It involves a new mathematics, too, which is rather like the jump from classical to quantum physics. The vendors don’t have the humility to learn yet as they haven’t suffered badly enough from the poor scaling and unpredictable performance engineering. Nobody wants to admit they haven’t got a clue what to do, and their PhD isn’t helping matters.
So, what else is fucked in telecoms? Ooh, let’s see. I’ll take the product set next. All service industries are facing a transition from fee for service to fee for value. This means selling fitness-for-purpose and articulating value (and making promises) in the customer’s terms, not your internal metrics and measures.
The good news is that this does exist in telecoms for the service wrapper, with phone support levels and tiered times to repair tailored to consumer, small biz and enterprise needs. The bad news is that’s about all there is.
What is needed are varying and segmented levels of data service resilience and performance, that can be tied (loosely or tightly) to delivery of some kind of application outcome or experience. The difficulty is that if you can’t describe the minimum quality to expect, or say what it’s good for, or assure the outcome (however weak), then you can’t charge for the benefit. If the alternative is to persistently and wildly over-deliver performance (hence bloating cost) then you will go out of business.
So the telecoms business faces a shift from selling “quantities with quality” to “quantities of quality”. The catch is that every existing OSS/BSS system is locked into an obsolete bandwidth model. There is no box in the product catalogue to capture the quality and performance parameters. Nor is there a system to assure them or bill them. This, to my mind, suggests a fundamental collapse and take-over by cloud providers is coming.
Speaking of whom, let’s spend a minute reviewing the commercial context of telecoms. We are seeing rapid growth of the scale, scope and value of giant cloud platforms. You can think of Netflix (media), Amazon (general compute & retail), or Microsoft/IBM (verticals).
Payment for communications is going to increasingly come from the cloud providers and their customers, via wholesale mechanisms. The user transaction originated with one of the applications in these clouds, and the money flows out from there. The network’s core destination is not a physical location, or another network, but a compute and commerce and comms ecosystem from one of these vendors.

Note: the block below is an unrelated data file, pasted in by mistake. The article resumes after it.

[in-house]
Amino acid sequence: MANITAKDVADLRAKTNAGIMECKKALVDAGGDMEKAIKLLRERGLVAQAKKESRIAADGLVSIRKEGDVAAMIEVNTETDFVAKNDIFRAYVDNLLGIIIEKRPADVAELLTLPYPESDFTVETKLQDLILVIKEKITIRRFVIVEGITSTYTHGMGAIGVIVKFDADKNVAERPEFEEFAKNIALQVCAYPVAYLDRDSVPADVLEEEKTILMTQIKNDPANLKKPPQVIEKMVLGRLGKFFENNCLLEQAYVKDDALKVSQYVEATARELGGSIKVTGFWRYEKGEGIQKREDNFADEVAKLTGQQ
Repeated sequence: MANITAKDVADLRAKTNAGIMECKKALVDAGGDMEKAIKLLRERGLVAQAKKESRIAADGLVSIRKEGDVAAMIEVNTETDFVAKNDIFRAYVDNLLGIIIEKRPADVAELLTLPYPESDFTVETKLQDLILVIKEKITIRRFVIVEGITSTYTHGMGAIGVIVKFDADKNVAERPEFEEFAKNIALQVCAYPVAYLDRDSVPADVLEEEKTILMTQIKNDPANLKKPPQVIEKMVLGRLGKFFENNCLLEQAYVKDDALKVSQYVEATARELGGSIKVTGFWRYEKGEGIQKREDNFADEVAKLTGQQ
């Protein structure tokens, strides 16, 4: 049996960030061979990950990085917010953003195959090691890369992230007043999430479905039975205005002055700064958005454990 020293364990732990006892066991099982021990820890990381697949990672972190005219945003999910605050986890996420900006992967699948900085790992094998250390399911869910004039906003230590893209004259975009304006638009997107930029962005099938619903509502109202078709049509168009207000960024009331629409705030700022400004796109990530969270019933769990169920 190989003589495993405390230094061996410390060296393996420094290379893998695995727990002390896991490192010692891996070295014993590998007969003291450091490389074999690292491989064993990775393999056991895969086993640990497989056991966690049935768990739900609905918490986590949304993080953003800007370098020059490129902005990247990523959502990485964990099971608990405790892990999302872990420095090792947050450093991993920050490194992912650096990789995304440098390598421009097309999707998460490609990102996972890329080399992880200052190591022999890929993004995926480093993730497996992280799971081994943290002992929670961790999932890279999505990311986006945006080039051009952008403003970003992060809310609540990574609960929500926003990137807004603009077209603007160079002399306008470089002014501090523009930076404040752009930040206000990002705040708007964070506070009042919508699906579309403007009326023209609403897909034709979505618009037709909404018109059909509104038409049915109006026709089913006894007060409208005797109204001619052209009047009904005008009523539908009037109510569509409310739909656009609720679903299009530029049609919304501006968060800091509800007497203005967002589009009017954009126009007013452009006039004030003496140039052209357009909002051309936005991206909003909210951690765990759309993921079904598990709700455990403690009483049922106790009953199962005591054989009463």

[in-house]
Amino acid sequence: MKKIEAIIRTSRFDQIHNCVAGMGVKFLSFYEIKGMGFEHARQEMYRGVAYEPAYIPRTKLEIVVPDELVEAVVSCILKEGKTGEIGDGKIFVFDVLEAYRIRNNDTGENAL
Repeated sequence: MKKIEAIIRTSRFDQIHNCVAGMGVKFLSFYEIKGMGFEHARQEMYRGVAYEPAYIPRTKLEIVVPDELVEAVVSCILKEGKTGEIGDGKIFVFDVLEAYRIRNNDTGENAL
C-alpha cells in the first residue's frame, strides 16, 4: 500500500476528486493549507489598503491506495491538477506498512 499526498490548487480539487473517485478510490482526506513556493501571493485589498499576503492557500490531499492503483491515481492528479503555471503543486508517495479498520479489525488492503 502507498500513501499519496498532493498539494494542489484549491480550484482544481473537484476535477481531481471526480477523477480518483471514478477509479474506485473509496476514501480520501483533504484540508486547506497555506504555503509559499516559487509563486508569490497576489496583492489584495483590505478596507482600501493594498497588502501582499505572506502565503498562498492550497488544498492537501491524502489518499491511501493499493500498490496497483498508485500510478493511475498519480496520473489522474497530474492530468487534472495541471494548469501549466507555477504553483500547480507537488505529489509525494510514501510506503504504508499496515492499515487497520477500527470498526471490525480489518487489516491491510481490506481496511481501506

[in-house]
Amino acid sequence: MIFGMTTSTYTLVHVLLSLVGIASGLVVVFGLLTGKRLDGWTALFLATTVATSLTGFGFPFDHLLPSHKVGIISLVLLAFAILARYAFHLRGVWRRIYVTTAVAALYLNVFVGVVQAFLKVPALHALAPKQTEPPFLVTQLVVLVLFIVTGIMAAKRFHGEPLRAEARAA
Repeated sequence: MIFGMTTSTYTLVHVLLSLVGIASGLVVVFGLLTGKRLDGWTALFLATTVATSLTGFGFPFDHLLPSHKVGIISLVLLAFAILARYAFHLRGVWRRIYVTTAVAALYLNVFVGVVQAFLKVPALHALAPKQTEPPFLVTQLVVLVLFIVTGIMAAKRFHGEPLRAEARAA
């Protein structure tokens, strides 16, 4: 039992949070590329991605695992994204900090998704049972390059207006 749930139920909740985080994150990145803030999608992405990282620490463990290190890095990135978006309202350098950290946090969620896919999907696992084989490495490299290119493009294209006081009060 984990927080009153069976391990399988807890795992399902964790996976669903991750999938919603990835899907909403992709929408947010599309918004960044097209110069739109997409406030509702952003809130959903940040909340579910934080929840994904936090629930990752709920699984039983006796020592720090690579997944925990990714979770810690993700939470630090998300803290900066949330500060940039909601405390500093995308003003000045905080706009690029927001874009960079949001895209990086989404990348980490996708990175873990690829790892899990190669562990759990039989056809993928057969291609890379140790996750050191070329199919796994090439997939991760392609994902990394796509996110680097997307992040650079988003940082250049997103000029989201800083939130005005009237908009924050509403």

This represents a paradigm shift in business model to multi-sided market platforms. (I told you so, again, although many seem confused by the definition of a multi-sided market.) This is simply inevitable as the softwareisation of telecoms means it is all down to who owns and controls the “invisible engines”.
This blows up the financial model on which investments in telecoms are presently made. These are based on typical infrastructure play, with a “landlord and tenant” model using long-term “rental agreements”. These contracts fail to capture the dynamic nature of the market (think of apartment rentals vs Airbnb).
As such, the profit moves to places where supply and demand are matched up with greater speed and accuracy, and priced to clear the market. This Uberisation of telecoms is already happening, and is going to gather speed as more start-ups seize the opportunity.
The tragedy about to unfold is that telecoms business asset values price in neither the downside risks (you’re now the Uber driver), nor the upside opportunities (you’re the restaurant whose high-margin alcohol sales go up as posh people don’t need to drive home or slum it in a taxi).
Furthermore, there are large network arbitrage opportunities in all markets, both in terms of service pricing and regulatory regimes. As a result, there are likely to be many mispriced assets, resulting in a huge buying/shorting opportunity as the centres of power shift. Nice work to get if you have the tools to see and exploit these. (Hint: I have a map of where the buried treasure is.)
If that wasn’t bad enough, the regulatory system appears determined to pretend that this all isn’t happening. We are seeing in a variety of cases where common carriage (and the circuit mentality) is being misapplied to a distributed computing system. The legal scholars involved in this mistake don’t have the epistemological tools to understand they don’t understand. They certainly don’t have the scientific knowledge needed.
The result is that regulators are tasked with regulating an industry that is disappearing and being subsumed into another. This brings into question the legitimacy of their scope of actions, as the enabling laws cease to have relevance to the world. It’s not just telcos and their vendors that needs to adopt new science, skills, metrics, and processes. Those in governance need a fundamental “upgrade” if they are to identify economic bottlenecks in hybrid ecosystems of telco, cloud, comms and commerce.
So if not “telecoms”, what comes next? We clearly need some industry that puts the “distributed” into “distributed computing”! This is a new “transputation industry” with data centres, network controllers as well as transmission facilities. I’ve discovered over the years that advice is only taken seriously when it is reassuringly expensive. I’m not going to write down all the answers for free here.
Whilst it might be too early to hold a wake for telecoms, it’s definitely time to stock up on scented candles in the sales. Not a dirge, but a fanfare. For what replaces telecoms (and cloud) is a distributed computing industry that is far more responsive to customer demand, responsible for the quality of its products, and efficient in its operation.
Telecoms is dying. Let’s celebrate its demise with gratitude and anticipation of good things to come, not sadness nor regret for its ending!